A couple of months into sobriety I was reading my son a bedtime story. It was Aesop’s fable about the grasshopper and the ant. The grasshopper plays music and prances around all summer, whilst the ant diligently collects food for the coming winter. The grasshopper can’t understand why the ant doesn’t find the time for play.
Then winter comes along and the grasshopper finds itself cold and lonely and without food and shelter. Through the snow it wades to the ant’s house. The ant reminds the grasshopper of all the times it frolicked around without a care in the world. Then it opens the door to let the grasshopper in, very gallantly also sharing its food reserves with him. The next summer the grasshopper has learned its lesson. It knows that in order to survive it must take time to work as well as play. My son (who loves nothing more than to play and loves to treat me like his private concierge service) loves this story and can recite it word for word.
For many years I’ve held a small grasshopper statue on my desk. I bought it from a market in Bilbao, an hour after a real life encounter with a grasshopper. At the time I was going through some difficulties and needed the strength to make some big changes to my life. When the grasshopper appeared under rather odd circumstances and the statue found me right after, I couldn’t help but find out more about grasshoppers and their symbolism. I found out the following:
Grasshoppers are thought to appear when you need to take a leap of faith. They are the symbol for your inner voice, telling you to trust it. Normally they appear during a huge transformational process.
And so it proved to be on that occasion too.
Despite realising that this will come across as spiritual mumbo jumbo to many, it was then that I chose the grasshopper to be my spirit animal. Or, more likely, the grasshopper chose me.
And it is thus that my blog proudly carries the grasshopper as its figurehead.
At the time of publishing I have reached 138 days of freedom from alcohol. It all started one Sunday morning at the end of September 2018, when at 9 am I found myself listening to the birds and staring at the debris of the night before. A recently refilled glass of vodka lime and soda was challenging me to take a sip when a clarity of biblical proportions (sans locusts) came over me. In that moment I knew I would never drink again. I wasn’t in prison. I hadn’t totalled my car. In fact the worst thing that had happened that night was that we had dropped by a club where the oldest person apart from my friend and I was barely half our age. On hindsight perhaps this coming face to face with ones mortality DID have more to do with it than my id would like to admit.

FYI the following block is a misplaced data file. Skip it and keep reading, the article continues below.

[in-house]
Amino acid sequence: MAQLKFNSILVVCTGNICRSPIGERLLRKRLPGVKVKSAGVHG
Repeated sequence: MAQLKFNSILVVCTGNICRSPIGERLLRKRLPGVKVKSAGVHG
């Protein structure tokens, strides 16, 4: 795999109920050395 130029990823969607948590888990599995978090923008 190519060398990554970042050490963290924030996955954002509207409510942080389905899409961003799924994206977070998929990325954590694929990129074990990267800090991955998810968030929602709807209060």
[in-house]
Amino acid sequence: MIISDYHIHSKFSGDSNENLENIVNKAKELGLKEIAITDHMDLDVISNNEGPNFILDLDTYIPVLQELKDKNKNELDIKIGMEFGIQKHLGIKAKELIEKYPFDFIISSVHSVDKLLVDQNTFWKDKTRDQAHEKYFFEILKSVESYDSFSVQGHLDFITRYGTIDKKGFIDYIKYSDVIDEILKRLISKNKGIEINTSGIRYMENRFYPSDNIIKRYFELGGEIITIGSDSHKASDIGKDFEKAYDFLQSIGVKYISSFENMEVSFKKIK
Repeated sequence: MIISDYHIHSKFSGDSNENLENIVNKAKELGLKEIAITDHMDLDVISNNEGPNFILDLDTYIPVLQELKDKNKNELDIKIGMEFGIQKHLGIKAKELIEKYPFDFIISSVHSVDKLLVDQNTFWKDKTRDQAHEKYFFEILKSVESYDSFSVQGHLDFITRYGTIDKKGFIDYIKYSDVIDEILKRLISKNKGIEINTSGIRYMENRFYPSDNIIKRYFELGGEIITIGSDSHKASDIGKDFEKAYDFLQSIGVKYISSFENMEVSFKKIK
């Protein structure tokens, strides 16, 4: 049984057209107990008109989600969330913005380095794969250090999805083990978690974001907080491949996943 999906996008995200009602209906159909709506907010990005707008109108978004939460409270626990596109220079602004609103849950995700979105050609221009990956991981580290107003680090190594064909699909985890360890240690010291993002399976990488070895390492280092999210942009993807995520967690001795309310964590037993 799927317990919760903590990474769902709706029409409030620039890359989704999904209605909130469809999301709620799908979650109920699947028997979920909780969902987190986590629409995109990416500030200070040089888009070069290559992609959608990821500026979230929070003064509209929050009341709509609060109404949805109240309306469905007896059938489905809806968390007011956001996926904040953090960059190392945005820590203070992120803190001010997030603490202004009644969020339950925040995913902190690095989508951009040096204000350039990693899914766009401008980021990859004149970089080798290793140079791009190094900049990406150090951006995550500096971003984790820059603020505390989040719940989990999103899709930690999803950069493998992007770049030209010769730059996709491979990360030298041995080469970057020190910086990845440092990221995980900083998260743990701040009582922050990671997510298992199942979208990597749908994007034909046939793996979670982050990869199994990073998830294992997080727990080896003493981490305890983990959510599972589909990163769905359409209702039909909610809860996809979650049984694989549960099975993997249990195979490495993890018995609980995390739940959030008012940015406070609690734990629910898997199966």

True to my style I kamikaze’d in to my new AF life, sharing my life changing news with everybody and their dog. What I didn’t expect was that this decision to go sober would be met with a cavalcade of responses ranging from disbelief (“You’ll be back on the sauce in no time!”) to discouragement (“It’s just too extreme!”) to detachment (“Well, I’m not seeing you until you’re drinking again!”) to the, frankly, rare offers of support. In response I wanted to stand on the rooftops and shout out: “Did you know that there is an option to getting drunk all the time? Have you heard about this thing called sobriety? It’s freakin’ awesome!”
And that brings me to the name of my blog: Recklessly Sober.
After decades of living recklessly it felt apt to approach sobriety in the same instinctive manner: that is, as the name suggests, without giving much thought to how my sobriety may affect the bystander. And by that I mean that I refuse to tone down just how much my life has changed for the positive, how much better I feel in myself, just because the person I am with still likes a tipple or nine. That rather than giving up something I have gained a world full of real emotions and experiences. That although I in no way regret the times that I have had, knee deep in those booze soaked fields, I am never going to deny that I now prefer watching my friends from the duckboards where my clothes stay dry and I can’t get sucked in to quicksand. Whether you wish to join me on dry land is your choice, but I can tell you things look a lot clearer from here.
Has it come easily?
As a taster consider this little snippet: sixteen days in to sobriety I stood in the middle of a restaurant, sobbing. It was a Tuesday and I was on a date. Only a second date at that.
I knew I would never drink again, and I sobbed for the loss. It was like the burial of a good friend, right there in the middle of that restaurant.
I had to leave. And although I saw the chap again, the experience was forever tainted with those tears.
But more about dating when sober in future posts.
For now know this: the grasshopper still knows how to play sweet music, even when it knows that it has to do some work.